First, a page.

On Christmas, raise your glasses to the working classes

South Queensferry Coastguard James McNeil. Picture: Neil Hanna
South Queensferry Coastguard James McNeil. Picture: Neil Hanna
0
Have your say

AH, Christmas Day. ‘Tis when the city practically grinds to a halt and everyone stays at home to eat, drink and be merry with family and loved ones.

Well, not quite everyone. For while the majority have Christmas Day off, there’s a small, but vital, minority who drag themselves from a warm bed when the alarm clock rings. Or they’re on call in case of emergencies. Or they volunteer to work, so that others can have a Christmas to remember. So while you’re relaxing at home, whether that means excitedly opening presents, tucking into turkey dinners, or kicking back with the TV remote to watch the Doctor Who Christmas Special, make a toast to those who are hard at work. Here, Gary Flockhart meets some of the unsung angels keeping the city running tomorrow

Caroline Barker.

Caroline Barker.

If the pager goes off, then your dinner goes in the oven until you come back

For coastguard Jamie McNeil, having to work on Christmas Day is just one of those things. One of those things, however, just happens to be rescuing people in distress while everyone else is lying on the couch stuffed full of Christmas pudding.

“Since I’ve been on the team, I think I’ve been called out once on Christmas Day. We were assisting people who were stranded on Cramond Island,” he says.

“They get up in the morning, have a good bit to eat, go for a walk as it’s a nice day, build up an appetite. They’re not mindful of the (tidal) times, so they miss the tide, and we get the shout to go down and assist them off.”

Andrew Watson,  NHS Lothian.

Andrew Watson, NHS Lothian.

Having been a coastguard for around seven years, the 49-year-old says you just have to treat Christmas Day like any other working day. Even if you have friends and family round for dinner.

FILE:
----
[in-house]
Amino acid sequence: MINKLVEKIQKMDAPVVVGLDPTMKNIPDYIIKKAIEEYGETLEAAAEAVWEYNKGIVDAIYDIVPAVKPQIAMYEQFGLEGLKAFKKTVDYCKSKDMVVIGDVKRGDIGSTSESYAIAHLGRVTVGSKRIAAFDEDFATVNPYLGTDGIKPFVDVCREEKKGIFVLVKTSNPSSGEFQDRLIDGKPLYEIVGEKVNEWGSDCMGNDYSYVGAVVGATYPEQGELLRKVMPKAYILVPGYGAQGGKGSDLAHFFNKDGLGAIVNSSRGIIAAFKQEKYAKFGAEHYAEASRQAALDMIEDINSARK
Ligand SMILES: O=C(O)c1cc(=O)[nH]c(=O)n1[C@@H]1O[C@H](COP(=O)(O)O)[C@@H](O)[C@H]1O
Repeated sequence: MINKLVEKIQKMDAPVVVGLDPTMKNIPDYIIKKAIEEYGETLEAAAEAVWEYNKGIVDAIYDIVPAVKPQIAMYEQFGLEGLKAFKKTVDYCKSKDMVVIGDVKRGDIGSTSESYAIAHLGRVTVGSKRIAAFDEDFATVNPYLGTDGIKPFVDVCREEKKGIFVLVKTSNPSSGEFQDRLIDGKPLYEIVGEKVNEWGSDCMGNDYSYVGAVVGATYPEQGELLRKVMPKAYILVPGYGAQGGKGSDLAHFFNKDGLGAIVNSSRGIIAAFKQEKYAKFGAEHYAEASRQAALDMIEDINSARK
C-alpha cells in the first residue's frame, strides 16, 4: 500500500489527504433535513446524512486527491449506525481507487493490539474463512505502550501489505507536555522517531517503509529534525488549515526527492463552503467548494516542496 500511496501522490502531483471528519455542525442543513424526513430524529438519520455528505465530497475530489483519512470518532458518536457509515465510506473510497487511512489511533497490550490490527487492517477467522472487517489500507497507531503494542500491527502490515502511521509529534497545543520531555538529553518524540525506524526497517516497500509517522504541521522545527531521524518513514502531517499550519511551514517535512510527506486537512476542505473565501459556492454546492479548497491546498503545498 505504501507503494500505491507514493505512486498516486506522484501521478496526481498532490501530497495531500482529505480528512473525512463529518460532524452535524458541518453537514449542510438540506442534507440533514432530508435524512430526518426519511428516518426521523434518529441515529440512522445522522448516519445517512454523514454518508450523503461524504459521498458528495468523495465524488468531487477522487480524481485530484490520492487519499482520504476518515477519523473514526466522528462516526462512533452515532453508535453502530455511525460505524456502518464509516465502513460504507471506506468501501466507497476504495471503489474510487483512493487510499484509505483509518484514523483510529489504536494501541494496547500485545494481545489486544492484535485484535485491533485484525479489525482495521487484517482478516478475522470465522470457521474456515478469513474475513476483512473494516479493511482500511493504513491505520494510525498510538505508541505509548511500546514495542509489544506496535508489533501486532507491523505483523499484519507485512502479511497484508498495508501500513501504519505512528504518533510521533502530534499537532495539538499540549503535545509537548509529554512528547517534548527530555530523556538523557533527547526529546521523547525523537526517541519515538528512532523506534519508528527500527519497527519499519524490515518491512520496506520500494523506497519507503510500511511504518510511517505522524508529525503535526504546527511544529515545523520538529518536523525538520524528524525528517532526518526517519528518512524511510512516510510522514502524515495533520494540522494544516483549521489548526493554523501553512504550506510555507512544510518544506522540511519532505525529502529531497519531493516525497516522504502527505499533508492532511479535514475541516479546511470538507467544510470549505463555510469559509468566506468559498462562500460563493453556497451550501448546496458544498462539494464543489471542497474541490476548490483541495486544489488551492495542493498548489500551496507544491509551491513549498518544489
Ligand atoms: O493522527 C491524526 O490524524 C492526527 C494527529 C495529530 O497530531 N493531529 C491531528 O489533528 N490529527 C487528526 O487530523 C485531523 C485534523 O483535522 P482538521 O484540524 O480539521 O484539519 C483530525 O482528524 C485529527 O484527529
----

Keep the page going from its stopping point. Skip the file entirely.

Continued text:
“The pager’s there – if it goes, it goes, and you just have to fit your life around that, if that’s what you want to do. It’s a case of sitting down for a meal mid-afternoon, and if the pager goes off, then your dinner goes in the oven until you come back.”

He adds: “It can be difficult if you have loads of friends and family round. Most people are very supportive of it because it’s a good thing that’s getting done – they’re quite happy about it. It can make somebody’s day a lot better, put it that way. I’ve got four kids who are all past the Santa Claus age, so it’s not a problem.”

It’s a privilege to be able to offer comfort

Sarah Wright, Edinburgh Zoo.

Sarah Wright, Edinburgh Zoo.

Christmas can be a lonely time for many. And none more lonely than having to spend Christmas Day in a hospital ward. Nurse Caroline Barker comes from a family of doctors, so while her relatives are understanding of her having to work on Christmas Day, for her it’s a chance to make sure her patients at Edinburgh Royal Infirmary can enjoy the day as much as possible.

“Being in hospital at any time is difficult for patients and their families, and I am sure that they feel it all the more at this time, so it is a privilege to be able to offer comfort to patients and families who are facing illness and uncertainty,” she says.

“A long-held tradition in our ward is to dress the consultants up, to hand out presents to the patients. The consultants are always a little fearful about the costume choice of the nurse in charge and it always remains a closely guarded secret but they are always good sports in the end. Fortunately, the mankini had sold out this year.”

Having worked as a nurse for more than 20 years, Caroline maintains working on Christmas Day is part and parcel (no pun intended) of the job.

“You don’t go into nursing without knowing you will have to take your turn to work some of these special days,” says Caroline, who works at the Royal Infirmary.

“I have worked many Christmas days, both day shifts and night shifts over the years. Everyone mucks in together and there is always great camaraderie among the team. My husband says Christmas isn’t just one day, it’s about the whole festive season and spending time with family and friends. We’ll just celebrate on Boxing Day instead.”

She adds: “The main treat for working on Christmas Day is the food. Everyone contributes something and at some point in the shift we all manage to sit down to a proper Christmas dinner and a glass of Shloer. We try to make sure the staff get a longer break to enjoy the feast.”